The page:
In an attempt to show her daughter how quickly a picture can spread over the internet, one mum's “lesson” quickly backfired.
Kira Hudson posted a picture of her daughter, Amia, on Facebook holding a sign dated 18/03/14, saying, “Mum is trying to show me how many people can see a picture once it’s on the internet,” WHNT reports.
In a screenshot of the caption, obtained by The Daily Dot, Hudson explains, "My 12-year-old daughter doesn't understand why she can't have an Instagram or Facebook account... Please 'like and Share' ... She just doesn't get it!"
But it seems it was Hudson who just didn't get it.
The photo of her daughter wound up on an image-based bulletin board, 4chan, where users took upon themselves to teach Hudson a lesson of their own.
Users found her home address and phone number, which she had published on Facebook, and began prank calling and delivering pizzas to the listed number and address.
The photo was also edited to say some offensive comments.
The lesson however was made clear by another user who edited the photo saying: “Maybe you shouldn't use your daughter as an experiment to prove your point… Just an idea.”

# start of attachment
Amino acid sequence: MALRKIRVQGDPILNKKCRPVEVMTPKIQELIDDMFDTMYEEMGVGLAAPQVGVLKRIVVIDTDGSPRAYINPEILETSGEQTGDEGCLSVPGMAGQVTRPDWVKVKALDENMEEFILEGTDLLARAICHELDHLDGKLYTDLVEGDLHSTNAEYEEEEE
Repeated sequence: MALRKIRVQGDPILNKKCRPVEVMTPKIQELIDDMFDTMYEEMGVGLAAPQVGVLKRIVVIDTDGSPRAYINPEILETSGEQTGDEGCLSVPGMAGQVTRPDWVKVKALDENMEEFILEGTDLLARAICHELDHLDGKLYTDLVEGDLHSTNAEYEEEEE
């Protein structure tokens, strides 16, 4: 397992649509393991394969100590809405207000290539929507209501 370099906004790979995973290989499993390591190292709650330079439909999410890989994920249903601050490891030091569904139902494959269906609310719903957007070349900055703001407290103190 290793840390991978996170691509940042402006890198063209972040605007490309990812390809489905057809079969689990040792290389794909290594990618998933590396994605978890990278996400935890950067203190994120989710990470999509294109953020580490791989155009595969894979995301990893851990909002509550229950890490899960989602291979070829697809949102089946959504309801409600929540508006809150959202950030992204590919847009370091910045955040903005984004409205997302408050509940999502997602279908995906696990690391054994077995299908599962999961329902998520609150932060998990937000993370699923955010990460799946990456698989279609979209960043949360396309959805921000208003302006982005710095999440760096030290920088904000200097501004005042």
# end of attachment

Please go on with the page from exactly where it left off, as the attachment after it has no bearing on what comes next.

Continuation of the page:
Hudson eventually removed the photo and provided a statement to the Huffington Post admitting her experiment ended up being a lesson for both herself and her daughter.
“I had not anticipated it gaining momentum as fast as it did. It certainly opened my eyes to the fact that I thought my own private Facebook was secure," she says.
“I would like to apologise to the family who is living at our old address and let them know that I hope this hasn't caused them much distress and the next pizza will be a gift from me.”
Author of Unconditional Parenting: Moving from Rewards and Punishments to Love and Reason, Alfie Kohn, told the Huffington Post that public shaming doesn't necessarily reach the desired outcome, instead, it creates a temporary compliance at a disturbing cost.
As well as this, Kohn says, it could be sending the wrong message about right and wrong. The child could be led to believe "the reason not to steal (or lie or hurt people) isn't because of how it affects others but because of the consequence you, yourself, will face if you're caught".
Similarly, a North Carolina mother, Cara Schneider, publicly shamed her daughter on social media after she was accused of being a cyber-bully.
Reactions were mixed but commenting on her own post, Shneider says she had tried other punishments but nothing was getting through to her.
“I know everyone has their own opinion and I respect that, I also hope that you respect my choice to discipline my child how I see fit. I am her mother,” says Schneider.
"I don't regret a thing. Being a parent is hard, and it's always easy to judge, but remember... You only see a picture. You don't know our story.”
What do you think? Does public shaming do more harm than good?